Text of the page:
New Normal: Moderna vaccine trial participant discusses the shot and what it feels like to get it

The U.S. Food and Drug Administration is expected to grant emergency use authorization to Moderna's COVID-19 vaccine today.
On Thursday, the FDA's independent advisory committee voted overwhelmingly, 20-0, with one abstention, to recommend approval of the vaccine.
If the FDA gives final approval of Moderna's vaccine, nearly 6 million doses could begin shipping out soon after.
Just like Pfizer and BioNTech's vaccine, the first recipients will be front-line workers and residents in long-term care facilities
Moderna's vaccine doesn't require the same extreme cold storage as Pfizer's, so it's slated for broader distribution to more than 3,000 sites across the country.
This morning, News 12's Elizabeth Hashagen was joined by Rachel Elsberry, a participant in the Moderna vaccine trials, and Dr. Sharon Nachman to discuss what happens next in the search for a cure.
Elsberry talks about how she felt about being part of the trial:
This morning, we have also learned that Moderna will offer its vaccine to trial participants who received a placebo during clinical trials. Here's what that means - people who participated in the trials will be given the option of finding out if they've been vaccinated, if not, they can receive the vaccine.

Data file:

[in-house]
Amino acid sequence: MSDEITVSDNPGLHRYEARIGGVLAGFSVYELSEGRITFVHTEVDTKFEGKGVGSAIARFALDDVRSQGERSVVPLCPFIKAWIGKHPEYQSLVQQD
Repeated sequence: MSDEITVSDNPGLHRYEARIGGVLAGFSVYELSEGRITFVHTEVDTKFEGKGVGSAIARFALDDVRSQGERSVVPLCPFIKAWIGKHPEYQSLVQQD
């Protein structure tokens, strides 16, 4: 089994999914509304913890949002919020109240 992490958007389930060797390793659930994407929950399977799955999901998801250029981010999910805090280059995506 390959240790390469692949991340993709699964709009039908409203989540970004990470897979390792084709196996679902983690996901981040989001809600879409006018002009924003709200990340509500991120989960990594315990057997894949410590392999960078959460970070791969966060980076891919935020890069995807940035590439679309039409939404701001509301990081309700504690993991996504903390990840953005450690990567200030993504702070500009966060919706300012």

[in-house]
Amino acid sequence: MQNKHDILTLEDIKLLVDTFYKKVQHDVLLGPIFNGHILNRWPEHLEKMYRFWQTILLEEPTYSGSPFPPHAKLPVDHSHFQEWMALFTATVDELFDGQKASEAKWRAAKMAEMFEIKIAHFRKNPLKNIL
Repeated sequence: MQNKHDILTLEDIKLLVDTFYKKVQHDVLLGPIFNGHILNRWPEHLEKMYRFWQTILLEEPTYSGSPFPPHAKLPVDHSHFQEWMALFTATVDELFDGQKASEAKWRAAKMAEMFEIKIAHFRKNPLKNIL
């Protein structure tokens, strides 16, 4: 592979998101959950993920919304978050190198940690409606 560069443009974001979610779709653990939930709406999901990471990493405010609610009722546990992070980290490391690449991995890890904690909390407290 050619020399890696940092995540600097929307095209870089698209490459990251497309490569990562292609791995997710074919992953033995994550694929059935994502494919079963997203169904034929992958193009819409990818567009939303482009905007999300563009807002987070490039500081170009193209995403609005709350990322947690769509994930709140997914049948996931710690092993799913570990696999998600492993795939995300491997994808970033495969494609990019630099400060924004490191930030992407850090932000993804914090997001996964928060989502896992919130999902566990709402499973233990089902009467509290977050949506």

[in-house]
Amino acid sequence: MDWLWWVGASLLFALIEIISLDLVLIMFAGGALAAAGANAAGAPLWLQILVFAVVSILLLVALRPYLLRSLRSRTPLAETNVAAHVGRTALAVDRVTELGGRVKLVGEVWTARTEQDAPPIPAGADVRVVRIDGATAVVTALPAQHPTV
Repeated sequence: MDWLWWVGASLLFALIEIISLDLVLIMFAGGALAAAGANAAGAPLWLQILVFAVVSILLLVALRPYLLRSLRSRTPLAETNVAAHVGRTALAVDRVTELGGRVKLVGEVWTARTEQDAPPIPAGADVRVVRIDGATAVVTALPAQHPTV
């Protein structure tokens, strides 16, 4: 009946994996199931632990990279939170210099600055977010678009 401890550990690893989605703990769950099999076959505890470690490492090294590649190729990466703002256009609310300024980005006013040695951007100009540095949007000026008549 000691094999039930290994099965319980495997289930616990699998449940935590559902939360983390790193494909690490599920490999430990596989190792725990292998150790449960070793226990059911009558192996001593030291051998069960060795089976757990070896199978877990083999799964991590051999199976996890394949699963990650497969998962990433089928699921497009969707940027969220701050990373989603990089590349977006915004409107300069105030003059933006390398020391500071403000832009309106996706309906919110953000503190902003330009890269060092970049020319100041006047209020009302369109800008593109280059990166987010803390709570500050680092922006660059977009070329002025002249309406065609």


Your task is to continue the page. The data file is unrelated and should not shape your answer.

Or participants can remain blinded, to help Moderna track the long-term effects of its vaccine, during its two-year trial. Blinding is the standard for trial, but Moderna tells the FDA it can gather data with COVID-19 tests instead. This is what Dr. Nachman discusses what she thinks of this decision:
Dr. Nachman will be receiving the Pfizer vaccine this morning, below is how she feels:
Elsberry talks about the blinded vaccine trial, and the relief she felt after learning she had COVID-19 antibodies:
The recommendation to approve Moderna's vaccine came on the same day the U.S. set another new record for COVID-19 hospitalizations. The COVID Tracking Project says 114,000 Americans were hospitalized Thursday for treatment of COVID-19 symptoms. It's the 16th straight day the U.S. has remained at about 100,000 hospitalizations. Below is what Dr. Nachman is seeing in the hospitals:
Shortly after doses of Pfizer's vaccine were first administered in the U.K., we heard reports of two people having allergic reactions. In the U.S., a health care worker in Alaska was hospitalized after getting the shot.
But a key COVID-19 adviser for President-elect Joe Biden says an allergic reaction is a small price to pay for protection against COVID-19. Do the pros outweigh the cons? Dr. Nachman answers this question below:
Vice President Mike Pence, second lady Karen Pence and Surgeon General Jerome Adams received their first dose of the COVID-19 vaccine. Members of Congress will also be vaccinated today, and President-elect Joe Biden will get the shot next week.
It comes as our leaders try to instill confidence in the vaccine, and encourage people across the country to get the shot.
What needs to happen to instill confidence on the vaccine from people? This is what Dr. Nachman had to say: